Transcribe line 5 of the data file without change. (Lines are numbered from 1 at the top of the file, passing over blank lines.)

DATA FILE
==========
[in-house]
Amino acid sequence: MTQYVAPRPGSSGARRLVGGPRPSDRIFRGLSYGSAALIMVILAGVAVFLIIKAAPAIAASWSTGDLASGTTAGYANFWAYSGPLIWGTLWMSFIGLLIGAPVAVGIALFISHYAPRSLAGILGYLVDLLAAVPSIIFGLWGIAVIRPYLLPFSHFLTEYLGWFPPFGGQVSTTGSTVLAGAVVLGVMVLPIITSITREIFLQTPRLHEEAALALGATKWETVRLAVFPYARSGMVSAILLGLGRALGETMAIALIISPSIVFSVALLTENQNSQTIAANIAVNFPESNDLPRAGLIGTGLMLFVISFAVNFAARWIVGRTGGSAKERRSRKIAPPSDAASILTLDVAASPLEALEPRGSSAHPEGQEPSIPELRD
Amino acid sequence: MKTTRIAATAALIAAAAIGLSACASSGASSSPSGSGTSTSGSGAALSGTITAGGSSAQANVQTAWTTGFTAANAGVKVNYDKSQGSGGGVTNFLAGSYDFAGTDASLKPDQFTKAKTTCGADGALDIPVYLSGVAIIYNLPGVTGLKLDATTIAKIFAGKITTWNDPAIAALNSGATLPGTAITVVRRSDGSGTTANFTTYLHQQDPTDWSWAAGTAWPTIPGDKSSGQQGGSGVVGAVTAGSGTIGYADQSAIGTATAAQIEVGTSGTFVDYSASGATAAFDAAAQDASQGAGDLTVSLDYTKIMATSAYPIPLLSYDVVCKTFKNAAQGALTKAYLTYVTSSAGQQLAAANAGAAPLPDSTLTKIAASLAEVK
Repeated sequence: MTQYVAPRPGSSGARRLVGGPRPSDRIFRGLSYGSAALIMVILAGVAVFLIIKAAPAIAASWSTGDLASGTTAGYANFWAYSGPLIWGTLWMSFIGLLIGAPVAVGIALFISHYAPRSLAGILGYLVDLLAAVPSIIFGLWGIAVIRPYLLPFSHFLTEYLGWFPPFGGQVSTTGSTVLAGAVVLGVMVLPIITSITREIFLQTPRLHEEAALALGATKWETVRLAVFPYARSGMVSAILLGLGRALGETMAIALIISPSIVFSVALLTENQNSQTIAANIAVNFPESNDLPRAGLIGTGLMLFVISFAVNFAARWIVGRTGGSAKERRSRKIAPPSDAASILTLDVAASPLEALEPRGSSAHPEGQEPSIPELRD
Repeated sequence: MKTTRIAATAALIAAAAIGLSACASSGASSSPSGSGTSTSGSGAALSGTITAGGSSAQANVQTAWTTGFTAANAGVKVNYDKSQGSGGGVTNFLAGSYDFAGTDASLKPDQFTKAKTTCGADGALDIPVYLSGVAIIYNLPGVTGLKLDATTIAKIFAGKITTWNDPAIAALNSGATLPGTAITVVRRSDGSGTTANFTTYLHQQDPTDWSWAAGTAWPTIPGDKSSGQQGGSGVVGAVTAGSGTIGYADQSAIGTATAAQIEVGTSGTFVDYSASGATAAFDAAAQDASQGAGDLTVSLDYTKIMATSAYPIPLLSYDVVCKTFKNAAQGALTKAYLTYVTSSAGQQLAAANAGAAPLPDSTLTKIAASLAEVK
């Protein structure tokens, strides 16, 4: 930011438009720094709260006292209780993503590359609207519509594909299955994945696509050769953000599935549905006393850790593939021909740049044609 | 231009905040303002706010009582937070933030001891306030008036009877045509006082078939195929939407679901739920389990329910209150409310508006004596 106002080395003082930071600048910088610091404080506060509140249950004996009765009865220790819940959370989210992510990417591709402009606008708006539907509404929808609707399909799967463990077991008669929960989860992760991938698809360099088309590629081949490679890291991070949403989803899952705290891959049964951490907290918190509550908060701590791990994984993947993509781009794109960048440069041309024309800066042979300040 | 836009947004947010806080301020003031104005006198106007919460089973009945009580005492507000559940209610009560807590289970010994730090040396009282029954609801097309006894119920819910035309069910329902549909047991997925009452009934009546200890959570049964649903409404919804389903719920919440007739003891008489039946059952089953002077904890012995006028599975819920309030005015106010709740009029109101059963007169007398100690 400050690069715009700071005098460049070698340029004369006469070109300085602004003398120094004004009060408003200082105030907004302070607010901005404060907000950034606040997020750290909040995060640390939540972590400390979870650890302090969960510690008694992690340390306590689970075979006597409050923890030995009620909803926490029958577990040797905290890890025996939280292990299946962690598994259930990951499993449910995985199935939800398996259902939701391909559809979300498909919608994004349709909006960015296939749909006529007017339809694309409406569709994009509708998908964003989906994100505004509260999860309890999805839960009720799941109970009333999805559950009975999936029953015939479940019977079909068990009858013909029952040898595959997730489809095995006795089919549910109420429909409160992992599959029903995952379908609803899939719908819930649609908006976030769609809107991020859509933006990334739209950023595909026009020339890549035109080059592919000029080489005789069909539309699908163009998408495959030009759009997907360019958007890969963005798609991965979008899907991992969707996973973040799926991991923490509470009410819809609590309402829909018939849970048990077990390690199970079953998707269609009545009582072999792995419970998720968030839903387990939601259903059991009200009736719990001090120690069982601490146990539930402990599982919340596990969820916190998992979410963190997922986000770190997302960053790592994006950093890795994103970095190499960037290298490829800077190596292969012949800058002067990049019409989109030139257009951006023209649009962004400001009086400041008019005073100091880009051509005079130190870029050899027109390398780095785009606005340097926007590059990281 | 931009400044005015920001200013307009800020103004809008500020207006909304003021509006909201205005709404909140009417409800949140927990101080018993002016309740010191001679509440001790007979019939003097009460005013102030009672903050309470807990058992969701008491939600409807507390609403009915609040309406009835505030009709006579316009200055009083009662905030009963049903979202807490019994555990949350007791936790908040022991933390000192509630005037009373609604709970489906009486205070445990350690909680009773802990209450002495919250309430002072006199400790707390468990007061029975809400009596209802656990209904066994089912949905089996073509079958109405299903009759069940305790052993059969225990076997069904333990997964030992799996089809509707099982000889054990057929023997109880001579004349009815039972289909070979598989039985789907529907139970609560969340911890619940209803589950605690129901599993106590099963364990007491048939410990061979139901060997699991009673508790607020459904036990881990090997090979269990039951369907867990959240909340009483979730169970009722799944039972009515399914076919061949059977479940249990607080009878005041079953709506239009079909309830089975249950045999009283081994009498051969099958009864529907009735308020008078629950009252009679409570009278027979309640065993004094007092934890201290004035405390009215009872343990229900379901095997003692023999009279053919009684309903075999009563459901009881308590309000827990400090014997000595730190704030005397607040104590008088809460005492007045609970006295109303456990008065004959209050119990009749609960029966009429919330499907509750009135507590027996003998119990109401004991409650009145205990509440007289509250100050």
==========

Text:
Repeated sequence: MKTTRIAATAALIAAAAIGLSACASSGASSSPSGSGTSTSGSGAALSGTITAGGSSAQANVQTAWTTGFTAANAGVKVNYDKSQGSGGGVTNFLAGSYDFAGTDASLKPDQFTKAKTTCGADGALDIPVYLSGVAIIYNLPGVTGLKLDATTIAKIFAGKITTWNDPAIAALNSGATLPGTAITVVRRSDGSGTTANFTTYLHQQDPTDWSWAAGTAWPTIPGDKSSGQQGGSGVVGAVTAGSGTIGYADQSAIGTATAAQIEVGTSGTFVDYSASGATAAFDAAAQDASQGAGDLTVSLDYTKIMATSAYPIPLLSYDVVCKTFKNAAQGALTKAYLTYVTSSAGQQLAAANAGAAPLPDSTLTKIAASLAEVK